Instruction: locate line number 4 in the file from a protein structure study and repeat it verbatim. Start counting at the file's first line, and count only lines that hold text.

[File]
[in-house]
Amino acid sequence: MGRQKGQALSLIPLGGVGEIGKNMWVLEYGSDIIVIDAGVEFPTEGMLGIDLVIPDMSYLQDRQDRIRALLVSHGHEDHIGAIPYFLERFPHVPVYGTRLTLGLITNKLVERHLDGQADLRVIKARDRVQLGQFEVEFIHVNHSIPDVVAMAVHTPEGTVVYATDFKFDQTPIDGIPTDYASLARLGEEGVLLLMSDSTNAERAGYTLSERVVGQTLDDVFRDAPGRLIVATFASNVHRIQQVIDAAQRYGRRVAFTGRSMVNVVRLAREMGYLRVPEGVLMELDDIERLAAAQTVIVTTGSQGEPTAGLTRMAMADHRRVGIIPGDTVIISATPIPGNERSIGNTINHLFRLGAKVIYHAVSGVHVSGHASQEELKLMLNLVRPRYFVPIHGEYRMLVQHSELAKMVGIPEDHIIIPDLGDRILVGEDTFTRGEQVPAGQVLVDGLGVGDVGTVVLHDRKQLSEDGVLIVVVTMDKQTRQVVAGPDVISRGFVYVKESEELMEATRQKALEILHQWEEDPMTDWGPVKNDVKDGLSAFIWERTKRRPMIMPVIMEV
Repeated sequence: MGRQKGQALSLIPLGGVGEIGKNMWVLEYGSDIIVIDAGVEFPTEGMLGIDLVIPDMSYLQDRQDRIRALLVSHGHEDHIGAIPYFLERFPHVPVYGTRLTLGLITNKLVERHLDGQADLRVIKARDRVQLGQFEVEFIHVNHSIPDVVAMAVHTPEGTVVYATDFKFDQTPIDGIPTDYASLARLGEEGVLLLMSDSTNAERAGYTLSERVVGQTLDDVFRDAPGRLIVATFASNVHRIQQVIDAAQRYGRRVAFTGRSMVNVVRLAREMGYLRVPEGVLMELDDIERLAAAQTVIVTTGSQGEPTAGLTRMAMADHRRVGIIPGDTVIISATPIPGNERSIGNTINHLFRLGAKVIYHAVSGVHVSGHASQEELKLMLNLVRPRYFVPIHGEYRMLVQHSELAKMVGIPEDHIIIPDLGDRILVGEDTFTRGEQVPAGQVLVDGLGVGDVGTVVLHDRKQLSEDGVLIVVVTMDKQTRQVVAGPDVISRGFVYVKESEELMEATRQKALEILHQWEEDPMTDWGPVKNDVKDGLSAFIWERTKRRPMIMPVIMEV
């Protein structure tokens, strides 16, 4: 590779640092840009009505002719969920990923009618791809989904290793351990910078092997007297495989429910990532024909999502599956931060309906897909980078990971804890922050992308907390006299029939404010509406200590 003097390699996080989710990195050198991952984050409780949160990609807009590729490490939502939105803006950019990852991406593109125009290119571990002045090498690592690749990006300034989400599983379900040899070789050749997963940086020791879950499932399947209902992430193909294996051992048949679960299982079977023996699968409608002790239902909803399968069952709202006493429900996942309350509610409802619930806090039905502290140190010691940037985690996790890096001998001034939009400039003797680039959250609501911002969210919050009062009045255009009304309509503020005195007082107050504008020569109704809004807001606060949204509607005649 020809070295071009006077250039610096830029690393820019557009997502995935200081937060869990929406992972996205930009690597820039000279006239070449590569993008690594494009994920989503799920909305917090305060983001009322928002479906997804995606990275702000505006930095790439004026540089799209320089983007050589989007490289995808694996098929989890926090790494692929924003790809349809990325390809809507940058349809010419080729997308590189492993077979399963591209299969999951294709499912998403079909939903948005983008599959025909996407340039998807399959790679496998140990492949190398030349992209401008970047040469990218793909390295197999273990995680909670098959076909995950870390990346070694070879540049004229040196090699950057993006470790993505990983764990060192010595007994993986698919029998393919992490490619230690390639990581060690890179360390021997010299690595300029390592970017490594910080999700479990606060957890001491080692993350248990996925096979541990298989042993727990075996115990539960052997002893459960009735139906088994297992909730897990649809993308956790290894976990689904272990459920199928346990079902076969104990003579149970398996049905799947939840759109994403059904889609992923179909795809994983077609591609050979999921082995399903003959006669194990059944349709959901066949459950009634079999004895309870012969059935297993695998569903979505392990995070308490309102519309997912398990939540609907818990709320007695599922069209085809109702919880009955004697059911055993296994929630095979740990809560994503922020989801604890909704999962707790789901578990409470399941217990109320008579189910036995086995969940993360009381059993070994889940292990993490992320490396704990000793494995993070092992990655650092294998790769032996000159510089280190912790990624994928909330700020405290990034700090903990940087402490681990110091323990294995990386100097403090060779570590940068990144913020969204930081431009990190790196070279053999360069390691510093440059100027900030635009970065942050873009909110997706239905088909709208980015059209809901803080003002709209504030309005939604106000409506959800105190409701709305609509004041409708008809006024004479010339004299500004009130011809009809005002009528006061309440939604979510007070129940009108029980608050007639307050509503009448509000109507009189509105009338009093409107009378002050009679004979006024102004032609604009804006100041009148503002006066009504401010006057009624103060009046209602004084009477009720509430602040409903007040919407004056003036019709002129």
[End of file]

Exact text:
């Protein structure tokens, strides 16, 4: 590779640092840009009505002719969920990923009618791809989904290793351990910078092997007297495989429910990532024909999502599956931060309906897909980078990971804890922050992308907390006299029939404010509406200590 003097390699996080989710990195050198991952984050409780949160990609807009590729490490939502939105803006950019990852991406593109125009290119571990002045090498690592690749990006300034989400599983379900040899070789050749997963940086020791879950499932399947209902992430193909294996051992048949679960299982079977023996699968409608002790239902909803399968069952709202006493429900996942309350509610409802619930806090039905502290140190010691940037985690996790890096001998001034939009400039003797680039959250609501911002969210919050009062009045255009009304309509503020005195007082107050504008020569109704809004807001606060949204509607005649 020809070295071009006077250039610096830029690393820019557009997502995935200081937060869990929406992972996205930009690597820039000279006239070449590569993008690594494009994920989503799920909305917090305060983001009322928002479906997804995606990275702000505006930095790439004026540089799209320089983007050589989007490289995808694996098929989890926090790494692929924003790809349809990325390809809507940058349809010419080729997308590189492993077979399963591209299969999951294709499912998403079909939903948005983008599959025909996407340039998807399959790679496998140990492949190398030349992209401008970047040469990218793909390295197999273990995680909670098959076909995950870390990346070694070879540049004229040196090699950057993006470790993505990983764990060192010595007994993986698919029998393919992490490619230690390639990581060690890179360390021997010299690595300029390592970017490594910080999700479990606060957890001491080692993350248990996925096979541990298989042993727990075996115990539960052997002893459960009735139906088994297992909730897990649809993308956790290894976990689904272990459920199928346990079902076969104990003579149970398996049905799947939840759109994403059904889609992923179909795809994983077609591609050979999921082995399903003959006669194990059944349709959901066949459950009634079999004895309870012969059935297993695998569903979505392990995070308490309102519309997912398990939540609907818990709320007695599922069209085809109702919880009955004697059911055993296994929630095979740990809560994503922020989801604890909704999962707790789901578990409470399941217990109320008579189910036995086995969940993360009381059993070994889940292990993490992320490396704990000793494995993070092992990655650092294998790769032996000159510089280190912790990624994928909330700020405290990034700090903990940087402490681990110091323990294995990386100097403090060779570590940068990144913020969204930081431009990190790196070279053999360069390691510093440059100027900030635009970065942050873009909110997706239905088909709208980015059209809901803080003002709209504030309005939604106000409506959800105190409701709305609509004041409708008809006024004479010339004299500004009130011809009809005002009528006061309440939604979510007070129940009108029980608050007639307050509503009448509000109507009189509105009338009093409107009378002050009679004979006024102004032609604009804006100041009148503002006066009504401010006057009624103060009046209602004084009477009720509430602040409903007040919407004056003036019709002129």